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Let’s Talk: World Mental Health Day

By Katie Veneziano

The ironic thing about World Mental Health Day is that it isn’t over when the clock strikes midnight like it might sound to be. The ironic thing about being an actor suffering from mental health issues is that I’ve figured out a way to at least make it semi-enjoyable.

I will always remember one of the first things my freshman year acting professor said to us: “Acting is a socially acceptable form of insanity.” I stared at him like he had two heads, at first. I was almost offended – and then it clicked. In the genuine broad spectrum of the term, we make it our livelihood to dress up and pretend to be other people. For albeit even the briefest of moments, even the briefest of scenes where we could have no more than one line, we get to not be ourselves. When you’re really dedicated to that role in that scene, you stop being yourself. That is insane.

I remember the first time I threw restraint to the wind and went 110% in a scene during that year. When it was done, my classmates were slack-jawed as my professor smiled and asked me what was different that time. I froze trying to come up with an answer because I couldn’t remember what I just did.

“I know. That was acting,” he said.

I watched peers slowly dissipate from our program with the stress being too much for them. The style and techniques we were taught were designed for the “serious” actor, so I’d get myself into a bit of trouble my junior year when as a comedic actor I couldn’t quite sink my teeth strong enough into Chekhov and Ibsen. I was told that I would never succeed as an actor unless I stopped favoring comedic acting. I was told to “take a long, hard look at myself” to see why I liked comedic acting so much.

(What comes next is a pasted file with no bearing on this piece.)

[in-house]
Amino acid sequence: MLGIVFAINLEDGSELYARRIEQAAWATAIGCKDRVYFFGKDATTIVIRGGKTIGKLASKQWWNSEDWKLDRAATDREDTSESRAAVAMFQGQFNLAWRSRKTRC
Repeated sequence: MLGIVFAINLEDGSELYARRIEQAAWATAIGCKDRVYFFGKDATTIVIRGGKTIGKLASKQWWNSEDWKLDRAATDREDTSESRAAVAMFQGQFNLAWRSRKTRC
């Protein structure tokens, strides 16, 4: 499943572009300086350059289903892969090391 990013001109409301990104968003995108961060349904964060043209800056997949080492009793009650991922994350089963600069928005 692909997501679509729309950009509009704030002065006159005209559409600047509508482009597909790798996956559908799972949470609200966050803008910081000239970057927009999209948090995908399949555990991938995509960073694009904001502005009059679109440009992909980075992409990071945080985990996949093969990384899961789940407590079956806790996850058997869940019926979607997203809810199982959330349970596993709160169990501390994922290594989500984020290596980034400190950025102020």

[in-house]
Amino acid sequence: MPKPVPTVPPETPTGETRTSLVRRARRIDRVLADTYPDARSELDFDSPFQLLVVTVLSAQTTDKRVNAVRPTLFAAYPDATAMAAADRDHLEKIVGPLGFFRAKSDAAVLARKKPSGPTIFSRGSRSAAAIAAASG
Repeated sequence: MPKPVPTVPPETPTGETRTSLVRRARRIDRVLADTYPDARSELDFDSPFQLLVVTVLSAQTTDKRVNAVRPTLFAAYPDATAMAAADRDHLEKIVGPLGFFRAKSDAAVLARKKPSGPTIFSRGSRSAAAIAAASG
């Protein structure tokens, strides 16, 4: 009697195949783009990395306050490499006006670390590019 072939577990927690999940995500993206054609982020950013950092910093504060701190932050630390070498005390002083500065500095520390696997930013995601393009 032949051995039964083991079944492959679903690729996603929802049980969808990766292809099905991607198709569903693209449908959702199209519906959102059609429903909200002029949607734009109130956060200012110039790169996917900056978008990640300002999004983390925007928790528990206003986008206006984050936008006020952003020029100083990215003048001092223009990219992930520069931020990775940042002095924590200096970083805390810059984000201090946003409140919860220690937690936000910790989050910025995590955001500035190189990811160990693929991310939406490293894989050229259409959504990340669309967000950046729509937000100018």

I transferred schools my senior year because I financially couldn’t afford the burden – suddenly I had roles thrown at me left and right. I was offered to direct a show and got the role of the Clown in The Winter’s Tale (traditionally a men’s role.) It was okay to be funny again.

As it turns out, it always was.

During said “long, hard look at myself” – I figured something out, actually. I read this quote and felt like I had the wind sucked out of me.

“I think the saddest people always try their hardest to make people happy because they know what it’s like to feel absolutely worthless and they don’t want anyone else to feel like that.” – Robin Williams.

I had lived for years as someone who felt if I ignored the fact I had depression and anxiety that it didn’t exist so I was fine. This World Mental Health Day, I invite you to above all else accept yourself for what you are. Don’t try to “fix” yourself, acknowledge yourself. Like they say, “Be yourself, everyone else is already taken.”

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